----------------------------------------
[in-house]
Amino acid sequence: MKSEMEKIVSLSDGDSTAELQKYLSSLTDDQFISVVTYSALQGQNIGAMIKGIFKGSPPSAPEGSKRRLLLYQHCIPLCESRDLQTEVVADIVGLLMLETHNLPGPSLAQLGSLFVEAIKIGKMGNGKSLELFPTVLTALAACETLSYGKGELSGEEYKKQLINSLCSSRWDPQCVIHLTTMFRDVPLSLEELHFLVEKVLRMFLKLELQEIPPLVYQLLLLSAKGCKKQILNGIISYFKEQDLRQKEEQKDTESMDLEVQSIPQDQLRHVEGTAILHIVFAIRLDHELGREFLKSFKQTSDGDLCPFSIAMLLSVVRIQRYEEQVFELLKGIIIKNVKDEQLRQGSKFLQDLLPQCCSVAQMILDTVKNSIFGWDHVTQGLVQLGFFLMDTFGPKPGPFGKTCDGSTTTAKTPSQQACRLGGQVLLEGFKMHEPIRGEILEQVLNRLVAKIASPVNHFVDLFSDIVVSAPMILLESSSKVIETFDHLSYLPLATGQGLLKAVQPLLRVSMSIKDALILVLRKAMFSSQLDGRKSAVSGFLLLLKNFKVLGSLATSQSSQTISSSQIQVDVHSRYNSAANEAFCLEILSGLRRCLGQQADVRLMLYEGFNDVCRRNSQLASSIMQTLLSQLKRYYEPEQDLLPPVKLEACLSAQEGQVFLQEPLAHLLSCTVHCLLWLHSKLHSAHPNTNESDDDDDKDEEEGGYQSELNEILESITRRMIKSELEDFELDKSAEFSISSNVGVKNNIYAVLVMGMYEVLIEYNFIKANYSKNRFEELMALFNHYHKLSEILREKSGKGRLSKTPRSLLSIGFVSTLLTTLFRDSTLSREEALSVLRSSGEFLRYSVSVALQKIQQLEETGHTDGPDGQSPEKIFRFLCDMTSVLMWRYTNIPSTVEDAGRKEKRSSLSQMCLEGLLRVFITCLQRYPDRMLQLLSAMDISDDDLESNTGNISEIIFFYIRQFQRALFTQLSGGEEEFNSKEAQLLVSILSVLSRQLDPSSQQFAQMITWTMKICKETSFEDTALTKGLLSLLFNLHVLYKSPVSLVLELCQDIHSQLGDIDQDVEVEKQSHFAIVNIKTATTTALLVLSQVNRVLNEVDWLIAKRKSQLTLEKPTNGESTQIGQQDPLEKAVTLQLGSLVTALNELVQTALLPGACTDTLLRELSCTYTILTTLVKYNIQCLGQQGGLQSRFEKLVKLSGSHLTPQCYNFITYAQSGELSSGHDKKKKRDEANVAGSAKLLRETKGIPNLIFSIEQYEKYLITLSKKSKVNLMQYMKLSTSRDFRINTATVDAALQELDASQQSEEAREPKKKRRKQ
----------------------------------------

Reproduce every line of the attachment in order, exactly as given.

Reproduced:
[in-house]
Amino acid sequence: MKSEMEKIVSLSDGDSTAELQKYLSSLTDDQFISVVTYSALQGQNIGAMIKGIFKGSPPSAPEGSKRRLLLYQHCIPLCESRDLQTEVVADIVGLLMLETHNLPGPSLAQLGSLFVEAIKIGKMGNGKSLELFPTVLTALAACETLSYGKGELSGEEYKKQLINSLCSSRWDPQCVIHLTTMFRDVPLSLEELHFLVEKVLRMFLKLELQEIPPLVYQLLLLSAKGCKKQILNGIISYFKEQDLRQKEEQKDTESMDLEVQSIPQDQLRHVEGTAILHIVFAIRLDHELGREFLKSFKQTSDGDLCPFSIAMLLSVVRIQRYEEQVFELLKGIIIKNVKDEQLRQGSKFLQDLLPQCCSVAQMILDTVKNSIFGWDHVTQGLVQLGFFLMDTFGPKPGPFGKTCDGSTTTAKTPSQQACRLGGQVLLEGFKMHEPIRGEILEQVLNRLVAKIASPVNHFVDLFSDIVVSAPMILLESSSKVIETFDHLSYLPLATGQGLLKAVQPLLRVSMSIKDALILVLRKAMFSSQLDGRKSAVSGFLLLLKNFKVLGSLATSQSSQTISSSQIQVDVHSRYNSAANEAFCLEILSGLRRCLGQQADVRLMLYEGFNDVCRRNSQLASSIMQTLLSQLKRYYEPEQDLLPPVKLEACLSAQEGQVFLQEPLAHLLSCTVHCLLWLHSKLHSAHPNTNESDDDDDKDEEEGGYQSELNEILESITRRMIKSELEDFELDKSAEFSISSNVGVKNNIYAVLVMGMYEVLIEYNFIKANYSKNRFEELMALFNHYHKLSEILREKSGKGRLSKTPRSLLSIGFVSTLLTTLFRDSTLSREEALSVLRSSGEFLRYSVSVALQKIQQLEETGHTDGPDGQSPEKIFRFLCDMTSVLMWRYTNIPSTVEDAGRKEKRSSLSQMCLEGLLRVFITCLQRYPDRMLQLLSAMDISDDDLESNTGNISEIIFFYIRQFQRALFTQLSGGEEEFNSKEAQLLVSILSVLSRQLDPSSQQFAQMITWTMKICKETSFEDTALTKGLLSLLFNLHVLYKSPVSLVLELCQDIHSQLGDIDQDVEVEKQSHFAIVNIKTATTTALLVLSQVNRVLNEVDWLIAKRKSQLTLEKPTNGESTQIGQQDPLEKAVTLQLGSLVTALNELVQTALLPGACTDTLLRELSCTYTILTTLVKYNIQCLGQQGGLQSRFEKLVKLSGSHLTPQCYNFITYAQSGELSSGHDKKKKRDEANVAGSAKLLRETKGIPNLIFSIEQYEKYLITLSKKSKVNLMQYMKLSTSRDFRINTATVDAALQELDASQQSEEAREPKKKRRKQ